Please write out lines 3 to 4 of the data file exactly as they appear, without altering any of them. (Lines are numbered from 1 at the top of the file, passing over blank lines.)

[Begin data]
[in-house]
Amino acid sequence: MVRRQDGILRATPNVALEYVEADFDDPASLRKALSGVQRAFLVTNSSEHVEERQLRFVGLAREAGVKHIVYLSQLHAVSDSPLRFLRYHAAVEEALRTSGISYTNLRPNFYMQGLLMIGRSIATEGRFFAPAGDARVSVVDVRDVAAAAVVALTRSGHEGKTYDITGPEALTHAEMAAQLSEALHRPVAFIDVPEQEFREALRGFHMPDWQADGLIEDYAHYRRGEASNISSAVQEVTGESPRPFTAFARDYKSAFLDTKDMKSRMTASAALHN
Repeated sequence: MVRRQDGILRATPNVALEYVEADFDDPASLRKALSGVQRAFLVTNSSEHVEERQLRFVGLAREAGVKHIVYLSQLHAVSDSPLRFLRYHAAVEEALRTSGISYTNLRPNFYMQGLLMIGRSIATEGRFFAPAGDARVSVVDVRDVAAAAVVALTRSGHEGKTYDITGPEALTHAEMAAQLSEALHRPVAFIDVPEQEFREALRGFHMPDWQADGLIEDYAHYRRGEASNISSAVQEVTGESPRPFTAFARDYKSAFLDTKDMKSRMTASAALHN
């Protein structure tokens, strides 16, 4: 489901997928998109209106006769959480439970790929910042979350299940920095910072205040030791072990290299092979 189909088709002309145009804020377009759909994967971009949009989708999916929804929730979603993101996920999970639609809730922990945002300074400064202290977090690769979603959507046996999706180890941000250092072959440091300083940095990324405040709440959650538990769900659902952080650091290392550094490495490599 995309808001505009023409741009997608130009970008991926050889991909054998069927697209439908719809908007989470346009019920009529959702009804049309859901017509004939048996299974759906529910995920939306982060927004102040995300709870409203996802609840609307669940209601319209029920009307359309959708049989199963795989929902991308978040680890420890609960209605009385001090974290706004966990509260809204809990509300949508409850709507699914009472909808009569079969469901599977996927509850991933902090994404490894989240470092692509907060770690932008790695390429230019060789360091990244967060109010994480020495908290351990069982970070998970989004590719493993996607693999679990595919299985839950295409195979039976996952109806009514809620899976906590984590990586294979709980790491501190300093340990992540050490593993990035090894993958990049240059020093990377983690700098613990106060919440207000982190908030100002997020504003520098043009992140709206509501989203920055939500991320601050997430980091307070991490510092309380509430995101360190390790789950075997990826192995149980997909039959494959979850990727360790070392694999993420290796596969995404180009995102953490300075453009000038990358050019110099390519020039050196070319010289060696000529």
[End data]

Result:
Repeated sequence: MVRRQDGILRATPNVALEYVEADFDDPASLRKALSGVQRAFLVTNSSEHVEERQLRFVGLAREAGVKHIVYLSQLHAVSDSPLRFLRYHAAVEEALRTSGISYTNLRPNFYMQGLLMIGRSIATEGRFFAPAGDARVSVVDVRDVAAAAVVALTRSGHEGKTYDITGPEALTHAEMAAQLSEALHRPVAFIDVPEQEFREALRGFHMPDWQADGLIEDYAHYRRGEASNISSAVQEVTGESPRPFTAFARDYKSAFLDTKDMKSRMTASAALHN
């Protein structure tokens, strides 16, 4: 489901997928998109209106006769959480439970790929910042979350299940920095910072205040030791072990290299092979 189909088709002309145009804020377009759909994967971009949009989708999916929804929730979603993101996920999970639609809730922990945002300074400064202290977090690769979603959507046996999706180890941000250092072959440091300083940095990324405040709440959650538990769900659902952080650091290392550094490495490599 995309808001505009023409741009997608130009970008991926050889991909054998069927697209439908719809908007989470346009019920009529959702009804049309859901017509004939048996299974759906529910995920939306982060927004102040995300709870409203996802609840609307669940209601319209029920009307359309959708049989199963795989929902991308978040680890420890609960209605009385001090974290706004966990509260809204809990509300949508409850709507699914009472909808009569079969469901599977996927509850991933902090994404490894989240470092692509907060770690932008790695390429230019060789360091990244967060109010994480020495908290351990069982970070998970989004590719493993996607693999679990595919299985839950295409195979039976996952109806009514809620899976906590984590990586294979709980790491501190300093340990992540050490593993990035090894993958990049240059020093990377983690700098613990106060919440207000982190908030100002997020504003520098043009992140709206509501989203920055939500991320601050997430980091307070991490510092309380509430995101360190390790789950075997990826192995149980997909039959494959979850990727360790070392694999993420290796596969995404180009995102953490300075453009000038990358050019110099390519020039050196070319010289060696000529």